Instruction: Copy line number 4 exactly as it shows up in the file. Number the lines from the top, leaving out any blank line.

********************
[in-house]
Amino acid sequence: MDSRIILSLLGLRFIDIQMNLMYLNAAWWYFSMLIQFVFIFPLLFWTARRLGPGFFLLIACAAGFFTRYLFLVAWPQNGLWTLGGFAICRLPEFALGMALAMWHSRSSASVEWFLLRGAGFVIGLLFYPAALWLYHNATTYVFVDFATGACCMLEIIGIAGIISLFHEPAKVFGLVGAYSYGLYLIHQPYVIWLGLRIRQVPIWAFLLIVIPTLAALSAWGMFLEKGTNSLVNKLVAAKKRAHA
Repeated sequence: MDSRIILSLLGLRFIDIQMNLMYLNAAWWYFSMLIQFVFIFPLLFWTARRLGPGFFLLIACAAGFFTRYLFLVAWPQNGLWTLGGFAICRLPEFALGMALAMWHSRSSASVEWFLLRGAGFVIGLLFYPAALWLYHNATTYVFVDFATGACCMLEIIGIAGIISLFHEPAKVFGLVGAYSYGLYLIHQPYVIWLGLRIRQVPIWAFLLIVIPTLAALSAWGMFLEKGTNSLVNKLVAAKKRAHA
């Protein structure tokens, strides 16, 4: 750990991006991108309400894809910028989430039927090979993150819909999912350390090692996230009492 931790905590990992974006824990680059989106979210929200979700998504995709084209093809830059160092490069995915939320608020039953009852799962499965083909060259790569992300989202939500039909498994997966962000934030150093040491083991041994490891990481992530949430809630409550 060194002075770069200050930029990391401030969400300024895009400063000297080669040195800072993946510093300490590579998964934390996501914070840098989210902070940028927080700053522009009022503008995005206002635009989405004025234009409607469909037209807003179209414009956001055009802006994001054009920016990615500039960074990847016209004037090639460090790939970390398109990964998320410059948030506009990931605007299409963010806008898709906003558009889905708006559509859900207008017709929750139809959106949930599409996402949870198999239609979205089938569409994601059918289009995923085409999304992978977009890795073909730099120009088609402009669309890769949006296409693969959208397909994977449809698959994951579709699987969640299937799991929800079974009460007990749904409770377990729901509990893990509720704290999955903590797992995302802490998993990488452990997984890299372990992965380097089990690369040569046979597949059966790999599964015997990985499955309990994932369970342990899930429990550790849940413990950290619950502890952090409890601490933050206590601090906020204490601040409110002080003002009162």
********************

């Protein structure tokens, strides 16, 4: 750990991006991108309400894809910028989430039927090979993150819909999912350390090692996230009492 931790905590990992974006824990680059989106979210929200979700998504995709084209093809830059160092490069995915939320608020039953009852799962499965083909060259790569992300989202939500039909498994997966962000934030150093040491083991041994490891990481992530949430809630409550 060194002075770069200050930029990391401030969400300024895009400063000297080669040195800072993946510093300490590579998964934390996501914070840098989210902070940028927080700053522009009022503008995005206002635009989405004025234009409607469909037209807003179209414009956001055009802006994001054009920016990615500039960074990847016209004037090639460090790939970390398109990964998320410059948030506009990931605007299409963010806008898709906003558009889905708006559509859900207008017709929750139809959106949930599409996402949870198999239609979205089938569409994601059918289009995923085409999304992978977009890795073909730099120009088609402009669309890769949006296409693969959208397909994977449809698959994951579709699987969640299937799991929800079974009460007990749904409770377990729901509990893990509720704290999955903590797992995302802490998993990488452990997984890299372990992965380097089990690369040569046979597949059966790999599964015997990985499955309990994932369970342990899930429990550790849940413990950290619950502890952090409890601490933050206590601090906020204490601040409110002080003002009162």